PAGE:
Nationals MP Martin Aldridge will retire from politics at next election to ‘pass the baton’

Anna CoxGeraldton Guardian
Nationals MP Martin Aldridge will retire from politics at the 2025 State election.
Camera IconNationals MP Martin Aldridge will retire from politics at the 2025 State election. Credit: Nationals WA

Nationals Agricultural Region MP Martin Aldridge will step back from politics at next year’s election, calling time on what will have been an 11-year career in State politics.

But Mr Aldrigde insists his decision has nothing to do with fractures in the alliance between the Nationals and Liberal Party.

He announced his decision to step aside on Tuesday night in a statement delivered in the Legislative Council.

“I came to this place with a commitment to serve, but not for it to define me or my career,” Mr Aldridge said.

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A father of three young children, Mr Aldridge said he had been discussing the move with his family for the past 12 months, with one of the sacrifices of public life being time away from family.

“I was quite clear from when I first ran for Parliament that I didn’t see myself as somebody that was going to have a 20 or 30-year career,” he said.

The MP and shadow minister for regional health and emergency services made headlines last month when leaked emails revealed he had accused Liberal leader Libby Mettam of prioritising “media stunts” over her parliamentary duties.

The spray came after Ms Mettam left Parliament to hold a press conference alongside North West Central MP Merome Beard, who defected from the Nationals to the Liberals last October.

The event focused on issues with the Patient Assisted Travel Scheme, which compensates regional West Australians who are forced to travel for medical procedures.

It is a topic Mr Aldridge has spent years probing in Parliament and, in a complaint to both Ms Mettam and Nationals leader Shane Love, he wrote he was blindsided by the doorstop.

The blow-up caused a major fracture in the Liberal-National alliance, and Mr Aldridge has since refused to sit in joint partyroom meetings.

Mr Aldridge said the series of events involving Ms Mettam and the leaked emails played no role in his decision to retire.

“What was exposed through the leaking of those private emails was my frustration at ensuring that the National Party and the Liberal Party were in the strongest possible position going into the next election,” he said.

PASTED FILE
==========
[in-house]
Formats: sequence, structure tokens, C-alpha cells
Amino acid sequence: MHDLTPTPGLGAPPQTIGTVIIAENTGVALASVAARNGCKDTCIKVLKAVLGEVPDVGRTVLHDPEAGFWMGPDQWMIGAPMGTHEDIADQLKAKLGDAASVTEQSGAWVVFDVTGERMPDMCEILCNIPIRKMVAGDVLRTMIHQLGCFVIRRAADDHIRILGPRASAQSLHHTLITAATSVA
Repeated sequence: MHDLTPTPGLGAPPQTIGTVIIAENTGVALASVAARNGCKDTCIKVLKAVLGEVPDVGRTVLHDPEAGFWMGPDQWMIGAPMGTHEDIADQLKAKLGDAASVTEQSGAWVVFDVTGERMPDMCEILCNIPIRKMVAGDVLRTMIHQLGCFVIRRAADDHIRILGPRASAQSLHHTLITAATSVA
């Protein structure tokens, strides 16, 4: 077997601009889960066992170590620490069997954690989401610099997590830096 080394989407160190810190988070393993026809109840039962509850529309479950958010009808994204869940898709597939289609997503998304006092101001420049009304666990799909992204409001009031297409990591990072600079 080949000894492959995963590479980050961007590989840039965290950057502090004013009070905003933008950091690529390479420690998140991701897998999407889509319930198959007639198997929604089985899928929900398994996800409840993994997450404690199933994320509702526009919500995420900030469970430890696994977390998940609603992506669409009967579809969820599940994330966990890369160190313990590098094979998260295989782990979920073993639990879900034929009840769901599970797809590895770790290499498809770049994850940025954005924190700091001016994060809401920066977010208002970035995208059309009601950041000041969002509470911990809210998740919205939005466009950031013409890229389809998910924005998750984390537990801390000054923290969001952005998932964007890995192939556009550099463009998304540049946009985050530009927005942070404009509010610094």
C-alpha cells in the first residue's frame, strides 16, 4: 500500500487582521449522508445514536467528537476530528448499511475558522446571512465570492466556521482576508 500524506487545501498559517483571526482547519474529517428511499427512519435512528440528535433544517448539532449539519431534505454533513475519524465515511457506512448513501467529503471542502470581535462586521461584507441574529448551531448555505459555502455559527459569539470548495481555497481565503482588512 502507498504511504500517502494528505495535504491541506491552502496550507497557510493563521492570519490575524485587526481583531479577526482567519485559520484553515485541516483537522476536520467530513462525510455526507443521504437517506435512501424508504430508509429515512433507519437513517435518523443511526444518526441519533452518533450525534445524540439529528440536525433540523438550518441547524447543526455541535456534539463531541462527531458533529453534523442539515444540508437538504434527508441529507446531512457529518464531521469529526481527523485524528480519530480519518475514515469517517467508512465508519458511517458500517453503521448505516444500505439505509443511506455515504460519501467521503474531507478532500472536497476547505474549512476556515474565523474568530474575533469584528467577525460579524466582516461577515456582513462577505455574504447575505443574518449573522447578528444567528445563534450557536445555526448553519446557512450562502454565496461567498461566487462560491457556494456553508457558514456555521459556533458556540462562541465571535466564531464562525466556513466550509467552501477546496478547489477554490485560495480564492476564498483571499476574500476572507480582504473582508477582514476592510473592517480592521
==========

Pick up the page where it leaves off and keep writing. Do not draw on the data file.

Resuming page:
“I think this election presents significant opportunity for both of our parties, and often our greatest weakness is our ability to collaborate, particularly in an election environment.”

Mr Aldridge said it was “a number of events at the time” that resulted in that particular exchange between himself and Ms Mettam.

The future is unclear for Mr Aldridge, whose substantive career was with the Department of Fire and Emergency Services.

“There are no prospects or plans at the moment,” he said.

“I don’t mind the idea of a little break. But I’m also the sort of person who gets stir-crazy on holidays after a couple of days. So I can’t imagine that lasting too long.”

Mr Aldridge said he had found immense joy and fulfilment in his career since his 2013 election to Parliament.

“Helping people access palliative care for family members in their final days, safety issues at school bus stops, and really complex family law and child protection issues”, are among the experiences Mr Aldridge lists which have kept him motivated.

The Lennard Brook resident remains passionate about the regions, and thanked the communities he had been involved with for having the privilege to do so, referencing a saying among the National Party.

“Your communities in your constituency don’t always expect you to win, but they expect you to get a blood nose trying,” he said.

Mr Love thanked Mr Aldridge for his service, saying he had been a “champion of regional WA”.

He said Mr Aldridge was the architect of the Emergency Services Volunteer Fuel Card, a fearless advocate for WA firefighters to receive presumptive cancer protections, had fought to hold the McGowan and Cook governments to account over broken promises regarding Geraldton Regional Hospital and Mullewa Hospital upgrades, and wrote WA’s first GST policy in 2010.

Mr Aldridge is one of just three Nationals in the Legislative Council, and his departure opens a spot near the top of the party’s ticket that will be considered winnable despite the Upper House becoming a single Statewide electorate from 2025.

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